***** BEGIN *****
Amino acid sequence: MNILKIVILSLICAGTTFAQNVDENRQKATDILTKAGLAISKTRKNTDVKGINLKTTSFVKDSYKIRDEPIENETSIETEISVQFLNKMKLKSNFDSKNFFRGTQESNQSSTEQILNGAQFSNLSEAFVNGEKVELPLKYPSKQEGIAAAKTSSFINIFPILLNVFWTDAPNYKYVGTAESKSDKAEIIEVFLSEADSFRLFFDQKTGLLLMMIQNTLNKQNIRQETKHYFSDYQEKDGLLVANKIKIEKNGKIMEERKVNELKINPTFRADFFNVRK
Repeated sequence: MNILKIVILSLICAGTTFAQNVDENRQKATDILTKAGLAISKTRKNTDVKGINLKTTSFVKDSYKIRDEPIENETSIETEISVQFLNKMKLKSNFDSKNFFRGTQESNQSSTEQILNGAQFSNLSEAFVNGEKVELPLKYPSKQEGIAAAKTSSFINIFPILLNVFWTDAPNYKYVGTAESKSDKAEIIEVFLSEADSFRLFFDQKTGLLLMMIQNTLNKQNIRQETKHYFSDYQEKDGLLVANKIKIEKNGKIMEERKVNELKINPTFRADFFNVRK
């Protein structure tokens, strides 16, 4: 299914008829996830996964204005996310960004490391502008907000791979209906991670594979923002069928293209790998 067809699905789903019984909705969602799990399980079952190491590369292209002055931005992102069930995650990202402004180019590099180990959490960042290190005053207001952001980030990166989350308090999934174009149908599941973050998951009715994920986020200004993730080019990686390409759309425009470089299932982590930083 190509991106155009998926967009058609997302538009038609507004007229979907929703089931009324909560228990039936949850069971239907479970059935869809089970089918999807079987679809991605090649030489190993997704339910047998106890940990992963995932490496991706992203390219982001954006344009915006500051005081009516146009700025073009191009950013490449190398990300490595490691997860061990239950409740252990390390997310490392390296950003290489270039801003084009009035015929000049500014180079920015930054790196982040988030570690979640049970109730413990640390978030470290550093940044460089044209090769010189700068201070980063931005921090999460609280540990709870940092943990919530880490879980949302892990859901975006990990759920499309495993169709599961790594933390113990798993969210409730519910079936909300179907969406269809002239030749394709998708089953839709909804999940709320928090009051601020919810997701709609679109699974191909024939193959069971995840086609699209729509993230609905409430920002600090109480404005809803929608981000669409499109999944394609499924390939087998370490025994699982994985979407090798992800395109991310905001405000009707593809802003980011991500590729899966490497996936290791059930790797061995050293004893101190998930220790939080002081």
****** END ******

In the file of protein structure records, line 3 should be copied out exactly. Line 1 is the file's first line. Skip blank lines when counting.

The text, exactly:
């Protein structure tokens, strides 16, 4: 299914008829996830996964204005996310960004490391502008907000791979209906991670594979923002069928293209790998 067809699905789903019984909705969602799990399980079952190491590369292209002055931005992102069930995650990202402004180019590099180990959490960042290190005053207001952001980030990166989350308090999934174009149908599941973050998951009715994920986020200004993730080019990686390409759309425009470089299932982590930083 190509991106155009998926967009058609997302538009038609507004007229979907929703089931009324909560228990039936949850069971239907479970059935869809089970089918999807079987679809991605090649030489190993997704339910047998106890940990992963995932490496991706992203390219982001954006344009915006500051005081009516146009700025073009191009950013490449190398990300490595490691997860061990239950409740252990390390997310490392390296950003290489270039801003084009009035015929000049500014180079920015930054790196982040988030570690979640049970109730413990640390978030470290550093940044460089044209090769010189700068201070980063931005921090999460609280540990709870940092943990919530880490879980949302892990859901975006990990759920499309495993169709599961790594933390113990798993969210409730519910079936909300179907969406269809002239030749394709998708089953839709909804999940709320928090009051601020919810997701709609679109699974191909024939193959069971995840086609699209729509993230609905409430920002600090109480404005809803929608981000669409499109999944394609499924390939087998370490025994699982994985979407090798992800395109991310905001405000009707593809802003980011991500590729899966490497996936290791059930790797061995050293004893101190998930220790939080002081």